For mining production, we expect volumes to remain weak, although they are likely to recover from the surprising first quarter 22.1% (q-o-q)1 contraction, thanks to better and more stable power supply than was the case in the January-March quarter. On the whole, we look for a modest recovery of some 6% (q-o-q) in the remaining three quarters of the year. This should still translate into a negative annual growth rate of 3.4%, however.

Exhibit 4. Upward Revisions to Agricultural Crop Estimates
Agricultural Crop Forecasts
Source: South African Department of Agriculture, Morgan stanley Research  

Secondary Sector GDP

At the secondary level, manufacturing production continues to report unconvincing rates of output growth on a monthly basis, strengthening our conviction that the manufacturing sector is set to experience significant challenges over the next several quarters, particularly as policy rates remain high and manufacturing margin compression intensifies. Although the sector will no doubt benefit from expected South African rand weakness, we believe that this will be insufficient to offset the significantly higher cost of money.

We expect electricity production to recover from the technical recession experienced over the last two quarters to post an average annual growth rate of around 2% in 2009 and 2010. Finally, we have priced in a marked deceleration in construction activity from the second half of 2008 through the first half of 2009. As close to three-quarters of total fixed capital formation originates from private enterprise, we believe that higher policy rates will exert a much more dampening impact on construction activity than may be presently discounted.2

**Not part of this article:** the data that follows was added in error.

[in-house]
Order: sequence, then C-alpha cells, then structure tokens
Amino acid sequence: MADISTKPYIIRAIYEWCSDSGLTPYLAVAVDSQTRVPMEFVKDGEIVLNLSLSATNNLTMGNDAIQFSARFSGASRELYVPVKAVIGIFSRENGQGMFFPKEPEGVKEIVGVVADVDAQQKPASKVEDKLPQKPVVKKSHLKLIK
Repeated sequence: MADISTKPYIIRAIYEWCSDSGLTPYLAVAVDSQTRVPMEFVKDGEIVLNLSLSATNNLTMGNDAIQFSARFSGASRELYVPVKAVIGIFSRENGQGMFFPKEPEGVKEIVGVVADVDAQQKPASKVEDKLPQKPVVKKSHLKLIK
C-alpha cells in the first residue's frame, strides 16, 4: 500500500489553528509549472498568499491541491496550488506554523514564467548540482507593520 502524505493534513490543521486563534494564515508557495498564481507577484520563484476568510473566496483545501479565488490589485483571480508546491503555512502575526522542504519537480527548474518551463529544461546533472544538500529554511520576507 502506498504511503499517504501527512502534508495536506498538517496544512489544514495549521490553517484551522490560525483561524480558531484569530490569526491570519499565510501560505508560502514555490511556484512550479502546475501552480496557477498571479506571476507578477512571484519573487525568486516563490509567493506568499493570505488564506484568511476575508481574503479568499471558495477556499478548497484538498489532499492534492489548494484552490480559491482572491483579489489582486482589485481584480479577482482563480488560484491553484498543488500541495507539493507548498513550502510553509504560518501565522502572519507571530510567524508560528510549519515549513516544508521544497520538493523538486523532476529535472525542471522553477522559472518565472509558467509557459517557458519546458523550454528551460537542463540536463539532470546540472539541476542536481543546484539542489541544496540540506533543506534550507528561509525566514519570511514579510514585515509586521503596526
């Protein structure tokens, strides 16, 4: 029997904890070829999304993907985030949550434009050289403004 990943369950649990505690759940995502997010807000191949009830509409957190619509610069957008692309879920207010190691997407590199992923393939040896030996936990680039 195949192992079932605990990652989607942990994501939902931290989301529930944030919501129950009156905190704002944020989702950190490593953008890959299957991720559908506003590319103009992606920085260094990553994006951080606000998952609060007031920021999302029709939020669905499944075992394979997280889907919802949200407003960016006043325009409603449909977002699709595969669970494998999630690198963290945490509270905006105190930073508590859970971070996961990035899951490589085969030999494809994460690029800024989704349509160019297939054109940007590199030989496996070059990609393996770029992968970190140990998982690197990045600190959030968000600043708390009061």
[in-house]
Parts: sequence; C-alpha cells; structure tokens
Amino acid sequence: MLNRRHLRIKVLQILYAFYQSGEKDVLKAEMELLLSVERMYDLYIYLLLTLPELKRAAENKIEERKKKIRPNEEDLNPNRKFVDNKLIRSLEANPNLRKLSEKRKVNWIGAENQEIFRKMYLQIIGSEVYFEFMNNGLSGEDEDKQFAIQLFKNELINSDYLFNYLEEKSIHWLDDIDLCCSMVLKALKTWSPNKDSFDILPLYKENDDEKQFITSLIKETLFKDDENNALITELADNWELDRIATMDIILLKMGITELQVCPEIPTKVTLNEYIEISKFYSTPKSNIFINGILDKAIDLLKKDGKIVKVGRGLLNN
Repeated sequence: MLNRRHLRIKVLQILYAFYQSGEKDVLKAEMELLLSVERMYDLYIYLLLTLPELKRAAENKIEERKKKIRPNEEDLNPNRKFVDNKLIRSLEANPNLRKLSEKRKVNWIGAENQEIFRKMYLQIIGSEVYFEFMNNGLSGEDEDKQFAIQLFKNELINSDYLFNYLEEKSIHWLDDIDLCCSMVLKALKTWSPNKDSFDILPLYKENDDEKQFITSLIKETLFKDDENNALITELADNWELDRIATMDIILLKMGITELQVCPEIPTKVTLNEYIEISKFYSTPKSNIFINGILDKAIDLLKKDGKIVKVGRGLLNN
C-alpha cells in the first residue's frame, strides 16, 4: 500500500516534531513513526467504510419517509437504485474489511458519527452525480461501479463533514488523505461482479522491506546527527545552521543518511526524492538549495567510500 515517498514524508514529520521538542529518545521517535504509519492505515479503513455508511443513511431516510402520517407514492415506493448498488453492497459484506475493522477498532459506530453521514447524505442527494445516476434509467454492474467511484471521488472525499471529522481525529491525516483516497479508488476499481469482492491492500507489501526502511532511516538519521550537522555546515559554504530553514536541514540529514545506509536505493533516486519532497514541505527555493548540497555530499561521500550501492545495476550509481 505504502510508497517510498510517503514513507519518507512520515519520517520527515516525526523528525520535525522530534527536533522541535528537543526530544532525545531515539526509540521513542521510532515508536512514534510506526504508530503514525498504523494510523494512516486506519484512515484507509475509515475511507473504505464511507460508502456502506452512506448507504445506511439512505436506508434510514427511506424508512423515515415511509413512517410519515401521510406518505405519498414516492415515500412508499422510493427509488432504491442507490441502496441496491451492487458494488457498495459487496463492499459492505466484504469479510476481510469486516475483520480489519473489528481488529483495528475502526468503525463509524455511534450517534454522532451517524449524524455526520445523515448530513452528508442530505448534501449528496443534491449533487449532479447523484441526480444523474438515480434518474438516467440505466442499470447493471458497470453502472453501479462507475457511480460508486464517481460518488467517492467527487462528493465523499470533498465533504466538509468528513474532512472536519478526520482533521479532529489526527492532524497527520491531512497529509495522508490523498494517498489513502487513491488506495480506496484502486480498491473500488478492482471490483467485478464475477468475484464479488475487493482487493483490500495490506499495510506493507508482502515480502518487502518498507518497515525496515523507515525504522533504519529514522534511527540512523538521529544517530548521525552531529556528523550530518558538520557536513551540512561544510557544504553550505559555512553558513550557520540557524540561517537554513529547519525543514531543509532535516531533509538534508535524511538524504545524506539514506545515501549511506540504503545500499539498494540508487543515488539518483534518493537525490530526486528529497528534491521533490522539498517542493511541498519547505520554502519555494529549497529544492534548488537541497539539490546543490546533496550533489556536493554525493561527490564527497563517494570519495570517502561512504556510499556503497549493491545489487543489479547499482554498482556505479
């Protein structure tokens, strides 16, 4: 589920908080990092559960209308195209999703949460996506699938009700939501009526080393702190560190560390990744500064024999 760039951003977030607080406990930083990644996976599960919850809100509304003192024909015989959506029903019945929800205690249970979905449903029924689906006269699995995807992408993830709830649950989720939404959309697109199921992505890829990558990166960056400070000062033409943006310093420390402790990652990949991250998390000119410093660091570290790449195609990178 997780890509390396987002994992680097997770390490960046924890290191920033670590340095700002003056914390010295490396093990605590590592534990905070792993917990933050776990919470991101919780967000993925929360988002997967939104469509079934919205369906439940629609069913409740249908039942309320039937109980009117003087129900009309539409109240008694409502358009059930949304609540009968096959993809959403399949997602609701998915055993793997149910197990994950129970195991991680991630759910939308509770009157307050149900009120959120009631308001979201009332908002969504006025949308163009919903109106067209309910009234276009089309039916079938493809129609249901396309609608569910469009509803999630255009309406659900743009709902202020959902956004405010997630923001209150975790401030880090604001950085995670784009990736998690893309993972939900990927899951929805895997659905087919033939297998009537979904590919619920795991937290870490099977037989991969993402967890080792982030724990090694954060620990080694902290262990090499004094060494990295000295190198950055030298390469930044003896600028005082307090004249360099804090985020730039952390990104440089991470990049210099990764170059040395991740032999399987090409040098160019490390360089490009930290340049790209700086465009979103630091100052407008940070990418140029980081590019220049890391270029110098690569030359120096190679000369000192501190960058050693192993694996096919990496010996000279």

Tertiary Sector GDP

We expect tertiary sector GDP to slow meaningfully, from rates of 5.7% (y-o-y) in 2007, through 4.3% (y-o-y) and 3.1% (y-o-y) in 2008 and 2009, respectively, before recovering somewhat to 4.1% (y-o-y) in 2010.

The slowdown here should be led primarily by a deceleration in the financial services and real estate sectors, as well as transport, storage & communication. General government services should remain rather rigid around current growth rates of around 3.5% (y-o-y), in contrast to the wholesale and retail sector, which we see decelerating to its slowest pace since 2001 on the back of tighter monetary conditions and a crowding-out of discretionary purchases by higher oil prices.

1 All q-o-q GDP growth rates are seasonally adjusted and annualized.
2 Using 2007 GDP numbers, the distribution of fixed capital formation was general government (12.4%), public corporations (13.2%) and private business enterprise (74.3%).